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Newspaper about trucks, cars, and ground transportation. Published monthly and distributed in Greater Toronto Area, Montreal, Winnipeg, Calgary and Vancouver.
2013 Volvo Trucks Canada-OTA Truck Driver of the Year: A Man of Many Callings

Whether it's on the road, on the ice or under a steeple, 40 year old truck driver Chris Bender is someone who people look to for guidance and leadership.

Bender, a truckload driver for Steed Standard Transport in Stratford, Ont., was named the 2013 Volvo Trucks Canada-OTA Driver of the Year for Ontario. With his wife Brenda by his side, Bender, 40, proudly accepted the award during a ceremony at the Ontario Trucking Association's 87th annual conference in Toronto. The presentation of the award – which is given every year to an Ontario commercial truck driver who exhibits an exemplary safety record and dedication to the profession as well as his or her community - was made by Peter Currie, Ontario district manager, Volvo Trucks Canada.

"My fascination with trucking goes back to my childhood when I spent hours pretending to be a truck driver hauling sand from one end of the sandbox to the other," says Bender. "It's no wonder to those who know me where I ended up. Some days I feel guilty going to work because there's nothing else I'd rather be doing."

Over his 16-year driving career, Chris has amassed about 2 million collision-free kilometers and has received the Steed Standard Transport Driver Appreciation Award four years in a row. In addition to his driving duties, he is a designated driver trainer and has become a mentor to many of the company's new drivers.

Chris is a passionate advocate for safety in trucking and says he wants to change the negative way the industry is sometimes portrayed in the media. Chris is a hard-working member of the OTA Road Knights team, spending many hours educating school children and others about the industry.

He is also an inspirational figure in his community, serving as a chaplain at his local Legion, hospital and nursing homes. He is also very much in demand by area community groups as a motivational speaker. Somewhere in his busy calendar, Chris also finds the time to coach boys and girls minor hockey.

"Truck drivers, by nature, are strong individuals who are used to tackling and completing tasks all on their own. Chris is that kind of person, but he also excels in serving others and his community. He's someone who others gravitate towards for support and guidance," says Currie. "This is why Volvo has sponsored this award for years – to recognize outstanding truck drivers like Chris who make this industry great."

"Chris is exactly the kind of person we are proud to have in our industry," says OTA President David Bradley. "He personifies the Driver of the Year Award."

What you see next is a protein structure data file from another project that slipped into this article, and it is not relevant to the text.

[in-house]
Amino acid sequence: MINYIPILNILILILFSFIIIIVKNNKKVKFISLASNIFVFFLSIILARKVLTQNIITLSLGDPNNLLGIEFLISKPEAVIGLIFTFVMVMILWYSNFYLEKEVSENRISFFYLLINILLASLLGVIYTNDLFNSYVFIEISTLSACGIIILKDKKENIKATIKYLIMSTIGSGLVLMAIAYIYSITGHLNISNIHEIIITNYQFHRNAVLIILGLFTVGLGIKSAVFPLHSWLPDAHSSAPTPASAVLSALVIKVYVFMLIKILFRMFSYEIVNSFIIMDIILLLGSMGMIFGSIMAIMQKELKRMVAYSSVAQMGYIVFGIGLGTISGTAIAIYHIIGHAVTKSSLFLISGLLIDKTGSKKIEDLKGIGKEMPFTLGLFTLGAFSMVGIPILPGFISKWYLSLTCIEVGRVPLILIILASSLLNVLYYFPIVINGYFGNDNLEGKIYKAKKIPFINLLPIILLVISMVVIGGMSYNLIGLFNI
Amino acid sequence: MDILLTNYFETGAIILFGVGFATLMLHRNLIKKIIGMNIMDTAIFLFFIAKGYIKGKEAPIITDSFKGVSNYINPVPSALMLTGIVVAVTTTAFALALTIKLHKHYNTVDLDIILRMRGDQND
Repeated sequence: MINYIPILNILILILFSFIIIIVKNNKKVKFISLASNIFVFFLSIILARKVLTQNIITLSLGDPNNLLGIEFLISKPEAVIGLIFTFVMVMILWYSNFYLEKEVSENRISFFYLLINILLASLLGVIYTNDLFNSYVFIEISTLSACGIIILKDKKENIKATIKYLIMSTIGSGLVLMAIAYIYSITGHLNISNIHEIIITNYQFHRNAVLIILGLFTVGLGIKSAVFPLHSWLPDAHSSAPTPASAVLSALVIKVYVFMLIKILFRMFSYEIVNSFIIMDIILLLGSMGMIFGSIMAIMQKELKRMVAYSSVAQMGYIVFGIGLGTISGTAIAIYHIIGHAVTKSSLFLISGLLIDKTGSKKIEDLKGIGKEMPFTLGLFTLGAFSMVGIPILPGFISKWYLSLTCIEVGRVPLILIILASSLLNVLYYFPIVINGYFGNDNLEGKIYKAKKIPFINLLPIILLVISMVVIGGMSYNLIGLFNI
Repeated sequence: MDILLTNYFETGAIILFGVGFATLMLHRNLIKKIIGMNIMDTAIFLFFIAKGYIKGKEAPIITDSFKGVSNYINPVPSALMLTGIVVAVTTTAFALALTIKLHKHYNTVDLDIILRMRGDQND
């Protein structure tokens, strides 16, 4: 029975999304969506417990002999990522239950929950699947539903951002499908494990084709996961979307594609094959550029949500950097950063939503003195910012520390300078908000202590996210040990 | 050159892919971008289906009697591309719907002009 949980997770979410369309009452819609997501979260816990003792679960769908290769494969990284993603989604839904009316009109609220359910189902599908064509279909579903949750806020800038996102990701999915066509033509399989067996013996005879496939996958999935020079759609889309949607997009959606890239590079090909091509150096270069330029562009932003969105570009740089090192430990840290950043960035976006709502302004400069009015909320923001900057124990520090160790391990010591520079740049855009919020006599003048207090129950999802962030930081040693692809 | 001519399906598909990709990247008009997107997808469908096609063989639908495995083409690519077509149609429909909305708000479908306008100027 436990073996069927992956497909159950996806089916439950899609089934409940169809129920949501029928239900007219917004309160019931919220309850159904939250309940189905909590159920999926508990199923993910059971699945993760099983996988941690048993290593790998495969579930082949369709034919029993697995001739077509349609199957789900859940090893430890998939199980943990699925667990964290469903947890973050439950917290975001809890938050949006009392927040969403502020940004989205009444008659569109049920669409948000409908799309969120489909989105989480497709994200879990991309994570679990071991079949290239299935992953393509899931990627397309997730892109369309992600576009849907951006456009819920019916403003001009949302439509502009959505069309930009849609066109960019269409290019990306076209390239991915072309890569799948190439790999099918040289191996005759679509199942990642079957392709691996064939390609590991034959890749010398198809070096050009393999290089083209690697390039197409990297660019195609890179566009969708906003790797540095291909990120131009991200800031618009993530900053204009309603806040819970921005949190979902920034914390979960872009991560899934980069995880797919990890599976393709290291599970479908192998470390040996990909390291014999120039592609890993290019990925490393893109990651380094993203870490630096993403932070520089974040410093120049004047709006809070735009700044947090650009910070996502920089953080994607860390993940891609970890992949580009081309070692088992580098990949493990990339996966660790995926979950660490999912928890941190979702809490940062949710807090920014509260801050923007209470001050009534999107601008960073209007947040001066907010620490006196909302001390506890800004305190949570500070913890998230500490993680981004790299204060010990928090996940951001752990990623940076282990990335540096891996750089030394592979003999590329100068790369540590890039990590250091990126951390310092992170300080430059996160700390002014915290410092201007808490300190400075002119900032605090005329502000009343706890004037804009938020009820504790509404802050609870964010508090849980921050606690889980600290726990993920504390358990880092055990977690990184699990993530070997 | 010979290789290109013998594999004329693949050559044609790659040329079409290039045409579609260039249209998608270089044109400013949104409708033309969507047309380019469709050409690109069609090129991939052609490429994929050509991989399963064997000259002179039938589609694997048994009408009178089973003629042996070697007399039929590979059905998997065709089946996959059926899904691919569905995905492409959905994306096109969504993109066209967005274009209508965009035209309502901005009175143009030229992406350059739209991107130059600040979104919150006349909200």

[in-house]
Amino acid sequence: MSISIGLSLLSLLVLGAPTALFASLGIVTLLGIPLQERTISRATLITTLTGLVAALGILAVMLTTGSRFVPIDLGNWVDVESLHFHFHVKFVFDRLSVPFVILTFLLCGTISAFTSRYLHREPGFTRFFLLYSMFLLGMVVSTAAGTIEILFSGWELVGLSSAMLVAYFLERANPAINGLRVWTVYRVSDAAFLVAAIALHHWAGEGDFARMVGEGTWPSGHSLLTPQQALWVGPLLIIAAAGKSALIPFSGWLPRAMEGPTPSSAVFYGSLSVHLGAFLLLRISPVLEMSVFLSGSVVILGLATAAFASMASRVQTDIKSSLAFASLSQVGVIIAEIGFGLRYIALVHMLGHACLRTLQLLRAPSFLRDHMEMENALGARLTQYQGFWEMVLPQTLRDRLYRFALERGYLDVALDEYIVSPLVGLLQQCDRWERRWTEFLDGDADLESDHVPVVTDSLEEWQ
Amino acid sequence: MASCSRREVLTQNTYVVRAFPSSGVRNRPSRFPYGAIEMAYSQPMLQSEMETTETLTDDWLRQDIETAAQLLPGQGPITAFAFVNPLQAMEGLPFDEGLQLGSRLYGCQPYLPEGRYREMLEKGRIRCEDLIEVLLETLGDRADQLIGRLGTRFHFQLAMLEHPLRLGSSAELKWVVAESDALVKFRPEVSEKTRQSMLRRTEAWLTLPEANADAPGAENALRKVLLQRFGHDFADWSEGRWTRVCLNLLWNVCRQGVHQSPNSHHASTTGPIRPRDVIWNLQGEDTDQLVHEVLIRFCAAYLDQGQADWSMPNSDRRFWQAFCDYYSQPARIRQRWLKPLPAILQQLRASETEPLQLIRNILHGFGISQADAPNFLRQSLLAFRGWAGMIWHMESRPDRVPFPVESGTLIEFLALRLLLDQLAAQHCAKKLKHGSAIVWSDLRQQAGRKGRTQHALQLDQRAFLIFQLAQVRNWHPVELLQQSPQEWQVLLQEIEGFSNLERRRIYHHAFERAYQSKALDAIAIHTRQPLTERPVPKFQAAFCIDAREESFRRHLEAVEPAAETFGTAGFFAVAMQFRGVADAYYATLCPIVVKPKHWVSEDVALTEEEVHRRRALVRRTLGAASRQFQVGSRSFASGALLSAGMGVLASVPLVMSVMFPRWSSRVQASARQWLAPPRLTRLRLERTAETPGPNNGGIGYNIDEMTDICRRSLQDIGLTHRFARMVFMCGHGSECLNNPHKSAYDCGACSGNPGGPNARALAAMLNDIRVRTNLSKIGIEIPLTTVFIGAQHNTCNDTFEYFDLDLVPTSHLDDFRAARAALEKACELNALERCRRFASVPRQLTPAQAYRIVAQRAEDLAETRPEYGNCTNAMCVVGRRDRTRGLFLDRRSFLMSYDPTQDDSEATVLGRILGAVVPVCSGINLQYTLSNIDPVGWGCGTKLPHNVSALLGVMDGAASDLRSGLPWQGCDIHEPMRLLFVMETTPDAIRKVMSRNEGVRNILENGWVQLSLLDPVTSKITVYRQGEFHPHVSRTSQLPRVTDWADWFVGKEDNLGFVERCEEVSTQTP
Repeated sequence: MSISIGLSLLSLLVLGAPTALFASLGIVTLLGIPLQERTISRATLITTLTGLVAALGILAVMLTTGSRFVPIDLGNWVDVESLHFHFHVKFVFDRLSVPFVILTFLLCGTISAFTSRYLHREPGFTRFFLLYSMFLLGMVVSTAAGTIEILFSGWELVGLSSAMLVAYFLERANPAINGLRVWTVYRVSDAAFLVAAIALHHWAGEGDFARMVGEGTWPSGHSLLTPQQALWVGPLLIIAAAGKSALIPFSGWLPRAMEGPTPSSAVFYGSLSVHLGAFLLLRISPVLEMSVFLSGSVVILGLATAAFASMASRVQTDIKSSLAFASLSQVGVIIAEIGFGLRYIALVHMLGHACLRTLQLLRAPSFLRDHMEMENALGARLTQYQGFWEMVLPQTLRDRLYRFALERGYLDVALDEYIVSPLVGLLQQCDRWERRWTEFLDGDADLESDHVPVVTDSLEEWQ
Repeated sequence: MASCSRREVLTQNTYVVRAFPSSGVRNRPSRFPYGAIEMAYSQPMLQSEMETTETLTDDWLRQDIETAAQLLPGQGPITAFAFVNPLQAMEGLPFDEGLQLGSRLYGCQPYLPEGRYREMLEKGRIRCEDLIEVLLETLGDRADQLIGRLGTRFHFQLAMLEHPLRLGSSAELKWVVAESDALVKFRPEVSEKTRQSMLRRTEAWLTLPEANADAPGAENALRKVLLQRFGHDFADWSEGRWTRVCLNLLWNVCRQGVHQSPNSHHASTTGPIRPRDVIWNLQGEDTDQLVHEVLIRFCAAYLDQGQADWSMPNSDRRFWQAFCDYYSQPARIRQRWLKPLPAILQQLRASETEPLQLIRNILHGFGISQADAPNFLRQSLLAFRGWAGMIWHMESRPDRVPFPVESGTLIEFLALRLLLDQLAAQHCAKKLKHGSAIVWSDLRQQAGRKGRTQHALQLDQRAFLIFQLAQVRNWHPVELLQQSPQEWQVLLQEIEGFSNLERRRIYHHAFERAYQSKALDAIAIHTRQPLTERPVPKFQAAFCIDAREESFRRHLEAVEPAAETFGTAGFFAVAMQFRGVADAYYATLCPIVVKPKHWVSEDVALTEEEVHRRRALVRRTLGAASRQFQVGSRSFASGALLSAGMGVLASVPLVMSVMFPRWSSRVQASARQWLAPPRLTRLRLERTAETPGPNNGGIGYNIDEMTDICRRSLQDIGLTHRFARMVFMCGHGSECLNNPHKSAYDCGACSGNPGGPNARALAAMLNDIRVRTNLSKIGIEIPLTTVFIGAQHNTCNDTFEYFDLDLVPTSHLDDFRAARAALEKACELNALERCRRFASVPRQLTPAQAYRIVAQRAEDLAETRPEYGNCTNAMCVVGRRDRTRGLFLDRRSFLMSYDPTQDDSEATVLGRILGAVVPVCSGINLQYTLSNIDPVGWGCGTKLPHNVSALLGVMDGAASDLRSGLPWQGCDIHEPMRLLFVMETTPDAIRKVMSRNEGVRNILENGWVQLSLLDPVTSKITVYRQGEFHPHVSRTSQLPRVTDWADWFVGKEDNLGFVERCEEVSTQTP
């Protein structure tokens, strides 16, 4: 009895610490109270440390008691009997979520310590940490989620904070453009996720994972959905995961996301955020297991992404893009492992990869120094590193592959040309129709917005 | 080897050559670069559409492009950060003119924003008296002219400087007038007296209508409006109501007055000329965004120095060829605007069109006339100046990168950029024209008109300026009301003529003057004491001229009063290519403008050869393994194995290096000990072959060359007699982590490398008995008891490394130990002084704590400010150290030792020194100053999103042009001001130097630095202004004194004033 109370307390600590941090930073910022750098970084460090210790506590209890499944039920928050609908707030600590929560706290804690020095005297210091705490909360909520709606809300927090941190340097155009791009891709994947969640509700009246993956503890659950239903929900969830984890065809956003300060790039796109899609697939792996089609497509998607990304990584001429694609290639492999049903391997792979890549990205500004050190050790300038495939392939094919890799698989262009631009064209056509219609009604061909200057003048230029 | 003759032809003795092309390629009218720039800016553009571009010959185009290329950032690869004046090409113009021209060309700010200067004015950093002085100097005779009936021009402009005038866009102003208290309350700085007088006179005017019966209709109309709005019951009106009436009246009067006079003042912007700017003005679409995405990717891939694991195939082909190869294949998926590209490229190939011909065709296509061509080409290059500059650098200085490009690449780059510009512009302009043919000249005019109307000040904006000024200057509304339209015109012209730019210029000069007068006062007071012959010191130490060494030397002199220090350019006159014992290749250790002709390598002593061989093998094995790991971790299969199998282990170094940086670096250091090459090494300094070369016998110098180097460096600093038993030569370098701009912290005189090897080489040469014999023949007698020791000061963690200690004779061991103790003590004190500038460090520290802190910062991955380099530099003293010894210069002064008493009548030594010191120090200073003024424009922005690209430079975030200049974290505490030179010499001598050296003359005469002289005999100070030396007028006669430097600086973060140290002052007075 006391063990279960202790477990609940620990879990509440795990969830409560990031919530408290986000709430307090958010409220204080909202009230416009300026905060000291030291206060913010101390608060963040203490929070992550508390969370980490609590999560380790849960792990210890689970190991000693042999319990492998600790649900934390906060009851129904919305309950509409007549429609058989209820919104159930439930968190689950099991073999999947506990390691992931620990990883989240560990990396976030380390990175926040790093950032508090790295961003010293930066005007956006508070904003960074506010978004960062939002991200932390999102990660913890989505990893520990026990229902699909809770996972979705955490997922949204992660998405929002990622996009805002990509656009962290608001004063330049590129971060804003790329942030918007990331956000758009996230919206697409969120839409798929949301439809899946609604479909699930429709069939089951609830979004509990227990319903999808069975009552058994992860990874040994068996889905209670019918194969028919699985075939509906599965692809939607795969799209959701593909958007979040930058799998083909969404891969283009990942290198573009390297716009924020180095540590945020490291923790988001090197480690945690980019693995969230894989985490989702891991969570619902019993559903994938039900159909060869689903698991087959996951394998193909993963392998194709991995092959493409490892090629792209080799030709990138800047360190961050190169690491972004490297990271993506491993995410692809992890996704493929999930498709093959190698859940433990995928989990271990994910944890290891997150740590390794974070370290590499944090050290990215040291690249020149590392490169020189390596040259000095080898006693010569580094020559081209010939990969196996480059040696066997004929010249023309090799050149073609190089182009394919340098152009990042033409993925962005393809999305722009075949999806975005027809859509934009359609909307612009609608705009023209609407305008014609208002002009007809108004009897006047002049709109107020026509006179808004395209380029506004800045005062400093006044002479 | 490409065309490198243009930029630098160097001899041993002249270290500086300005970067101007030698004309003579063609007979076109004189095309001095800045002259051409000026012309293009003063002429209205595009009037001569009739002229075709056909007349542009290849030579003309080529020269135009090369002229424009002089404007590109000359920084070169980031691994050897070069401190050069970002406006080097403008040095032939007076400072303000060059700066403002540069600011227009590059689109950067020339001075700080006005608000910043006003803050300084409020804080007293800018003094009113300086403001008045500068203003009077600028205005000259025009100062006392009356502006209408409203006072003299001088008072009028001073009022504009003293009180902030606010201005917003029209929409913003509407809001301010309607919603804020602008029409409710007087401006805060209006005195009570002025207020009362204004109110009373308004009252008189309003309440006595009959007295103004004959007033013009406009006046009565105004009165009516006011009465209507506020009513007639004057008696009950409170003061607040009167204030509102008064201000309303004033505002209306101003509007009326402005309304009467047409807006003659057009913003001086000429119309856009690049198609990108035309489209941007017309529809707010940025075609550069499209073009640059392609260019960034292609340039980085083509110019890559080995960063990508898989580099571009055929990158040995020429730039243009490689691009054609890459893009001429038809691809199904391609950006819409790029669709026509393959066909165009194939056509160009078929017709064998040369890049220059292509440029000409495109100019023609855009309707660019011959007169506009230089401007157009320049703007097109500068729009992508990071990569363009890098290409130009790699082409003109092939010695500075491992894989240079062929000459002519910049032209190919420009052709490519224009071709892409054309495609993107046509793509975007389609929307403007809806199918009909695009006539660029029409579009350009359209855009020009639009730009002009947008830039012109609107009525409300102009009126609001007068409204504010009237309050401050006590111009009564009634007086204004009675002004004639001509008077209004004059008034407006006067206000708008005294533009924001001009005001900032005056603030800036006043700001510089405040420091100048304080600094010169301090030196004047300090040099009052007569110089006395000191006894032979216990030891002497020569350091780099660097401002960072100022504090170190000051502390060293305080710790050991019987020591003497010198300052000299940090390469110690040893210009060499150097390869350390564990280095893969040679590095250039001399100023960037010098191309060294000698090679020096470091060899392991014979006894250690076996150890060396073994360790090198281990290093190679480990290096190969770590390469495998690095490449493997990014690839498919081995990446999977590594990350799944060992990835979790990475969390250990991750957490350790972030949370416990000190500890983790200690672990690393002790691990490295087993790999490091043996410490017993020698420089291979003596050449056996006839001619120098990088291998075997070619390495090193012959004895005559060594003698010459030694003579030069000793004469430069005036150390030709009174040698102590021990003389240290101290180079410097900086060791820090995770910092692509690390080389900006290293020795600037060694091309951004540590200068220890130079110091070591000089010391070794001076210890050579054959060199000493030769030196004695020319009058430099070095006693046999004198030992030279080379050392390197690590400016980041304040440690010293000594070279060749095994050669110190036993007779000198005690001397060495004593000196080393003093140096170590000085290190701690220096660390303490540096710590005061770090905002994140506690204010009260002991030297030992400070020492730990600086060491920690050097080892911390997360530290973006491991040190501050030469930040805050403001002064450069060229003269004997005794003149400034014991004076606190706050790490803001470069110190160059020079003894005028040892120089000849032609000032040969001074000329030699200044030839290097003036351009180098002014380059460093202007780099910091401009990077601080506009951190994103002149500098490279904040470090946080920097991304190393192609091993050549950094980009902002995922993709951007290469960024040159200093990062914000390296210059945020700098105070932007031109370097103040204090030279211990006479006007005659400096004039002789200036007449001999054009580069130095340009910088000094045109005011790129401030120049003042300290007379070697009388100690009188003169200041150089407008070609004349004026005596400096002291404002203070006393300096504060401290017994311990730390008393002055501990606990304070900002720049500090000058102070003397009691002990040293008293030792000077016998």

For being named the 2013 Driver of the Year, Chris took home a keepsake trophy and a cash prize.

"Chris is an exceptional class A driver," said James Steed, president of Steed Standard Transport. "We're honored to have Chris as a part of our team and we thank him for his continuous dedication to safety and customer service."


Trucking groups once again note hours rule problems, call for overturning

Two of the loudest voices of the trucking industry's battle against the new hours-of-service rule...


Trucking groups once again note hours rule problems, call for overturning

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Two of the loudest voices of the trucking industry's battle against the new hours-of-service rule — the American Trucking Associations and the Owner-Operator Independent Drivers Association — both have reiterated their stances against the restart and break provisions of the rule and their support for essentially repealing the rules. ATA President and CEO Bill Graves said in ATA's announcement that Congress should support the TRUE Safety Act, the House bill that would delay the July 1 hours rule until the Government Accountability Office could study the methodology used by the Federal Motor Carrier Safety Administration to create the hours rule.

The bill, he said, "will put the brakes on these rules until they can be thoroughly vetted," Graves said. "We're confident that once they are independently and objectively reviewed, FMCSA will have no choice but to undo what it has done." A report released Nov. 20 by OOIDA — similar to a report released this week by the American Transportation Research Institute — said 65 percent of driver respondents to its membership survey said they have seen their pay decrease since the new provisions took effect. Moreover, 56 percent of the 4,000 drivers surveyed said they'd lost miles, and 46 percent said they have felt more fatigued since the July 1 effective date. Graves said ATA "was confident" since the creation of the rule that it was about politics and not based on data. "Well now we're seeing mounting evidence that rather than solving anything, these rules are creating many problems for drivers and fleets alike," he said.

OOIDA Executive Vice President Todd Spencer said FMCSA needs to stop "micromanaging" drivers' time, and that the new rules decrease drivers home time and cause them more stress, in addition to cutting their pay and miles. The rules also cause drivers to have to run in the most congested hours of the day. "Instead of providing the flexibility to drive when rested and stop when tired, the new rules have put drivers in the position of driving more hours than ever and in the worst traffic conditions, and spending less time at home," Spencer said. "How is that safe?"